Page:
He'll tell you that, before he can test module F, he needs to configure modules A, B, C, D and E - and it's completely impossible to test module G because it requires a connection to the Internet or the customer database needs to be available or it will only work with this piece of hardware.
You'll propose all kinds of strategies for how he can overcome these obstacles and he'll shoot each one down one by one. But ... you know what? He'll be right. His code is too hard to test.
So what do we recommend to our unfortunate developer? Should he give up on automated unit testing because his code is too hard to test? Why doesn't everyone have this problem? How do other developers make their code more testable? The answer is simple. They test it. The best way to write testable code is to test it. That last statement is worth repeating.
When I write a test, I want the module I am testing to be self-contained and easy to configure. I want the module to have one, consistent purpose in life. I want its connections to other modules to be explicit and well-defined. I don't want the module to have secret connections to other modules using static or global variables. I don't want it to have annoying little side-effects. When my test is done, I want the module to go away and leave no trace. I don't want one test to interfere with the results of another and I don't want to do a whole bunch of clean up after every test.
Many of the wishes in that little rant probably sound familiar to you. They should. They are the principles of good software design. For years now, the experts have been telling us how to design software....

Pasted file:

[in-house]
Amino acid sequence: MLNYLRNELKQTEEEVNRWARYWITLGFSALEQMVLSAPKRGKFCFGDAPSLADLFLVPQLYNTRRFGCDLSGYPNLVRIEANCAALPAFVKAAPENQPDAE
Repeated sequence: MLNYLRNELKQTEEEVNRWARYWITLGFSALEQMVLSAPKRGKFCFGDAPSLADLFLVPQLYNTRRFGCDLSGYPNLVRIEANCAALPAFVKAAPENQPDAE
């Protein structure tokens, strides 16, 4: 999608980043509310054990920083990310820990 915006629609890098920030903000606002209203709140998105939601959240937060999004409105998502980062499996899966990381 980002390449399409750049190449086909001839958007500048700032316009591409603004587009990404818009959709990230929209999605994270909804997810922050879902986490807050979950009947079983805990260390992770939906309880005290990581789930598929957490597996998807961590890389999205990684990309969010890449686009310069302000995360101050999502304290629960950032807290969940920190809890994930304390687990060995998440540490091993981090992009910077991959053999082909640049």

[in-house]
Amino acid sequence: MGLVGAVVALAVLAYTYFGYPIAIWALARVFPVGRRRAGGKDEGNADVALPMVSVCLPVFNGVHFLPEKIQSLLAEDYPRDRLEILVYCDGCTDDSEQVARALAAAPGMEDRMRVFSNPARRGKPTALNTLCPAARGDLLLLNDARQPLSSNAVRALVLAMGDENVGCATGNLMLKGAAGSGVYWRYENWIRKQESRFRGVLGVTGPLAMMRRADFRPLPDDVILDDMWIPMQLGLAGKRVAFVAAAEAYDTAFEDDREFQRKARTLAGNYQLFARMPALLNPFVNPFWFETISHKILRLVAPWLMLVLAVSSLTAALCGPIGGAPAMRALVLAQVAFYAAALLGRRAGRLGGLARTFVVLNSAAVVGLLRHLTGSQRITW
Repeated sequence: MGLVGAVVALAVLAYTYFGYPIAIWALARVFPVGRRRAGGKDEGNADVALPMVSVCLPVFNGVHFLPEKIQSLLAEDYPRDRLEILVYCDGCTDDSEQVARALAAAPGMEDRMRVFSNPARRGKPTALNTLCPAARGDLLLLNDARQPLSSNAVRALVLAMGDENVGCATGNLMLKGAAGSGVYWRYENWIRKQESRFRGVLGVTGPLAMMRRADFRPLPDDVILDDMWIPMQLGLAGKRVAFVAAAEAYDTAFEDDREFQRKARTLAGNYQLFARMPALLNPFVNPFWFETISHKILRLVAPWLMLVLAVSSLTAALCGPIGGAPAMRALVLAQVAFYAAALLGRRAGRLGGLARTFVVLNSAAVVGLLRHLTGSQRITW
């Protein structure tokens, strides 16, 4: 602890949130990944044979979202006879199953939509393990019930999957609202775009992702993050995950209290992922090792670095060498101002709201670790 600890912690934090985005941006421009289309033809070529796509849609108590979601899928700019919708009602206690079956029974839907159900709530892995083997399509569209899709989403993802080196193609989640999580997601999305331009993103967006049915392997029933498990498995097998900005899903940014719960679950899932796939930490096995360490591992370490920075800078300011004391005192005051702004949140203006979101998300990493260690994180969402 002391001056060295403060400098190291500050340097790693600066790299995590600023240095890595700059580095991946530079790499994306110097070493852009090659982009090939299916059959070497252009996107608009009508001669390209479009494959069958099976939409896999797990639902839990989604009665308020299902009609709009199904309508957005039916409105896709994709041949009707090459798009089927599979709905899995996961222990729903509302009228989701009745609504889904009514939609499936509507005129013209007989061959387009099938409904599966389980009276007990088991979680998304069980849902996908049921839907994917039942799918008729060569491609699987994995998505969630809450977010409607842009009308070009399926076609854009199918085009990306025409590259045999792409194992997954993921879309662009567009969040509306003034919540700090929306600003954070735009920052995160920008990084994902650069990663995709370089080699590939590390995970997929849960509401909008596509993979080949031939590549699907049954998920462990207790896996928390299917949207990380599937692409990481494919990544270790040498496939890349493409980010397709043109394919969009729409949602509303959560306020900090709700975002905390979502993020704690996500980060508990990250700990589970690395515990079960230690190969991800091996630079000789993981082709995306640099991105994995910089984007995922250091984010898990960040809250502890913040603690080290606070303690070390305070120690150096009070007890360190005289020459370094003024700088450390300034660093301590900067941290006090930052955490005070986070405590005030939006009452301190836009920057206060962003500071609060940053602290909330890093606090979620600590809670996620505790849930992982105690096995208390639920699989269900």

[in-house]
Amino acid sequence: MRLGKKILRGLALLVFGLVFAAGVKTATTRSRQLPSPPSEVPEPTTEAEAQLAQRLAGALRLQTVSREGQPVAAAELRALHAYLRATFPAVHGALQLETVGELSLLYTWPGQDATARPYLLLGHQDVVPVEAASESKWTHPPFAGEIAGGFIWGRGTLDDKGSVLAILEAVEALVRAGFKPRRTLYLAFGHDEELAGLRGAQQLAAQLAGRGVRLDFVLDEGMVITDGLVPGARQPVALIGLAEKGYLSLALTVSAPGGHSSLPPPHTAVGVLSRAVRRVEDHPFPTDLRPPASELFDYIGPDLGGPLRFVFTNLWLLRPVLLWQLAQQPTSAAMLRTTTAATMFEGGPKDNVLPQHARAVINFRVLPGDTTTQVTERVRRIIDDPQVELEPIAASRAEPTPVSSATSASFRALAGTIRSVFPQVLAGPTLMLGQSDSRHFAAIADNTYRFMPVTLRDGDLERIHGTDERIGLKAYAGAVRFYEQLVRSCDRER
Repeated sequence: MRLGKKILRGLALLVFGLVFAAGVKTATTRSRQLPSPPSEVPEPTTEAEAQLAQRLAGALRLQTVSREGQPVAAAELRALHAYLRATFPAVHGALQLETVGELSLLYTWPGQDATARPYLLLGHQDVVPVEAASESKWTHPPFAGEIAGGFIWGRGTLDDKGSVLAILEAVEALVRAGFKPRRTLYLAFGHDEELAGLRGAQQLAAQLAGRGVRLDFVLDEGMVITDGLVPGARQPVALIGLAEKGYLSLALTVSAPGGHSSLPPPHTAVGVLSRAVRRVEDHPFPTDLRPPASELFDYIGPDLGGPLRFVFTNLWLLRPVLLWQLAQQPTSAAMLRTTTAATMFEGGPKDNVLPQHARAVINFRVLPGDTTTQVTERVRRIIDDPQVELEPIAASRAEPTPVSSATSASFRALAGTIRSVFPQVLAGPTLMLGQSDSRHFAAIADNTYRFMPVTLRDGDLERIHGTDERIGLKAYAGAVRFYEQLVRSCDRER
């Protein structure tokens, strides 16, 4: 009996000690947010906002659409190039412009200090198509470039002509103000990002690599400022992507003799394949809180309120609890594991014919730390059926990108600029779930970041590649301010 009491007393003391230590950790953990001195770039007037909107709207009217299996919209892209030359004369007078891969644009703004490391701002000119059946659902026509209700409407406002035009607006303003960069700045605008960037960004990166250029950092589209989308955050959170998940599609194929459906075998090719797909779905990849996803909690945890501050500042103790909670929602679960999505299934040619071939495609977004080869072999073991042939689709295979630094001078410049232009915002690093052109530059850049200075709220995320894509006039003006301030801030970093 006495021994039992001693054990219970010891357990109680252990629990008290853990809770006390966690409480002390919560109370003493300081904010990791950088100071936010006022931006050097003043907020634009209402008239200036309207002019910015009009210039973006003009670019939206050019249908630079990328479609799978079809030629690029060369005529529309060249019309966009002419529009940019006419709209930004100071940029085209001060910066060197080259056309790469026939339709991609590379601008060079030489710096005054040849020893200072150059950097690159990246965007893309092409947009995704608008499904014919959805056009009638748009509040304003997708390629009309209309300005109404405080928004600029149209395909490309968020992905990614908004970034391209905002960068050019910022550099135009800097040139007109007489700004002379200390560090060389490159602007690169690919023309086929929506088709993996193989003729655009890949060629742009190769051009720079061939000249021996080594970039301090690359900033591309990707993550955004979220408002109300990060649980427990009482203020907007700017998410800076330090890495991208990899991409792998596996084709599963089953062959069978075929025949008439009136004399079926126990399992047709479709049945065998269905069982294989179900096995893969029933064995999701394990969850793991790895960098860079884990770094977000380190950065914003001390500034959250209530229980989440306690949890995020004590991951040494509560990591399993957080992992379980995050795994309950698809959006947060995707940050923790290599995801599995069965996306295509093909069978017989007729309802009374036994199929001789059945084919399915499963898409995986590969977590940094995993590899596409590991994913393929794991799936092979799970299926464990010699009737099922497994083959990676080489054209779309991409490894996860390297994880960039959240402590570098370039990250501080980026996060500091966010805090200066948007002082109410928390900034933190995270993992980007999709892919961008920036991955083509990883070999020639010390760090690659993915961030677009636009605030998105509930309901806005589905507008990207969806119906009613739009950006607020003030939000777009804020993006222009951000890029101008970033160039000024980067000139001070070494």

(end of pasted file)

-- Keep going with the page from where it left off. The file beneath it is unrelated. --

... but for years we have been ignoring them. Sure, they made a good case for design but many of their reasons were long-term and theoretical. Why waste time defining an interface and passing it as a parameter when we can just create a global variable (or a singleton, if we are pretending to write object-oriented code) and be done with it? To encourage re-use (like that's gonna happen)? To reduce our cyclomatic complexity? Yeah, right.
Finally, we have a practical reason to use good design. Good design makes it easier to test our software. If your module is hard to test because it has too many dependencies - remove the dependencies. If test #87 fails because test #23 changed the value of a global variable - get rid of the global variable. If your module requires an expensive, external resource - refactor until it doesn't. Hide the resource behind an interface and fake out the interface for the purposes of your test.
If you want your code to be easier to test .... test it !
Posted by Kevin Lawrence at January 16, 2004 03:22 PM
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Well said! That is just an absolutely beautiful summary.
I'm going to snag some of the points from this, put them onto a sheet of paper (in 24 point bold!) and tape it over my workstation until it all becomes second nature.
Posted by: DAR on November 18, 2005 07:46 AM